Webbed toes, also known as syndactyly, is a rare condition where two or more toes are partially or fully joined by a flexible skin bridge. This condition is seen in approximately one in 2,000 births and is more common in males than females. Although webbed toes may not cause any discomfort or functional impairment, some people may choose to undergo surgery to separate the toes for cosmetic reasons or to improve movement and balance.
Syndactyly most commonly affects the second and third toes, but it can occur between any of the toes. In some cases, only the skin is joined, while in others, the bones, nails, and nerves may also be fused. There are two types of syndactyly: simple (involving only soft tissue) and complex (involving bones and other structures).
The cause of webbed toes is generally unknown, although it may be congenital (inherited) or associated with certain genetic syndromes such as Apert syndrome or Carpenter syndrome. In some cases, environmental factors such as exposure to certain chemicals or drugs during pregnancy may also play a role.
Diagnosis of webbed toes is usually made at birth during a physical exam. X-rays may be ordered to determine the extent of fusion and to assess the underlying bones and joints. Genetic testing may also be recommended in cases where syndactyly is associated with a suspected genetic disorder.
While syndactyly may not always require treatment, surgery to separate the toes may be recommended in select cases. The timing of surgery depends on the severity and type of the condition, as well as the individual’s age and overall health. Simple syndactyly may be corrected between 6 and 12 months of age, while complex syndactyly may require multiple surgeries over several years.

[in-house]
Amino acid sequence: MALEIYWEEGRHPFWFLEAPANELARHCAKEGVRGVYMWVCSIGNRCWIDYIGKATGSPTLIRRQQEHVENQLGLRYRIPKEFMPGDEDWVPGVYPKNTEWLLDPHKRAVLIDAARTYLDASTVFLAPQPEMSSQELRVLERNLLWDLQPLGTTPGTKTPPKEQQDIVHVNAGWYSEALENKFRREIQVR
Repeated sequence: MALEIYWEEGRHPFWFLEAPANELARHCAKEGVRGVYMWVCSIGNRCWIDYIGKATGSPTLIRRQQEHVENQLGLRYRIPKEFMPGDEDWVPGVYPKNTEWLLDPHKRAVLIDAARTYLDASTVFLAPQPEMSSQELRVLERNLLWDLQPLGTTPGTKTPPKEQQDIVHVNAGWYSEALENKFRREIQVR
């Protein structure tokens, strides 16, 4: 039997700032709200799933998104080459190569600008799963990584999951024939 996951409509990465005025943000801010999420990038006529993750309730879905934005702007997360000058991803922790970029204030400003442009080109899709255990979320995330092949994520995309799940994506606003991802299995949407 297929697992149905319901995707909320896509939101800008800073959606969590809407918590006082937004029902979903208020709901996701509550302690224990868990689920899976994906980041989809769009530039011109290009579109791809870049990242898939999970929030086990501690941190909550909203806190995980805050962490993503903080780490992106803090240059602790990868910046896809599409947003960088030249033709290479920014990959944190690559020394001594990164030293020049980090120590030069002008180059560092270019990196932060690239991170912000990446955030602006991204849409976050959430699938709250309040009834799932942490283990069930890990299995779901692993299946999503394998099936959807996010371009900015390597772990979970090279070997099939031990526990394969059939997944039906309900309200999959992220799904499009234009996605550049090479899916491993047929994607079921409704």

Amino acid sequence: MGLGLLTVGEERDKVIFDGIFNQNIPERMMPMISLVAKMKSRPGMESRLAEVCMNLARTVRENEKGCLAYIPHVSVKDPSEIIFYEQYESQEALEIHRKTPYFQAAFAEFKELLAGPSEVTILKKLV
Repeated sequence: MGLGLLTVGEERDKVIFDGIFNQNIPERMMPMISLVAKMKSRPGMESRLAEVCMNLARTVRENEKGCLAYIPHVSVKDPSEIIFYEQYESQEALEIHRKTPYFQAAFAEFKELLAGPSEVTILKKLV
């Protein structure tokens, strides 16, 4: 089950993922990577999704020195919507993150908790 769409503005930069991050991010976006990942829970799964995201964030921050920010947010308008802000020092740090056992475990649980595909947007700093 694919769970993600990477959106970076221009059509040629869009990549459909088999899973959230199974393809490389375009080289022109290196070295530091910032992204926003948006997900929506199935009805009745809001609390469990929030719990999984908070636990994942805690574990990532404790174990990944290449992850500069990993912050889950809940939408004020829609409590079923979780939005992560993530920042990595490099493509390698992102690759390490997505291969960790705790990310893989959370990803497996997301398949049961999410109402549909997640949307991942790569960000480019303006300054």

Surgery for webbed toes typically involves separating the skin, bones, and other structures, followed by placement of a skin graft or tissue expander to cover the gap and promote healing. Physical therapy may also be recommended following surgery to improve flexibility, strength, and balance of the affected foot.
If you or your child has webbed toes, it’s important to seek the advice of a qualified healthcare professional such as Dr Gilbert Huang DPM. A podiatrist can evaluate the condition and recommend appropriate treatment options based on the individual’s unique needs and goals.
In conclusion, webbed toes or syndactyly is a rare condition that may or may not require treatment. While the cause is unknown, it may be congenital or associated with certain genetic syndromes. Surgery may be recommended for cosmetic or functional reasons in select cases. If you suspect that you or your child may have syndactyly, don’t hesitate to consult with a healthcare professional for proper evaluation and management.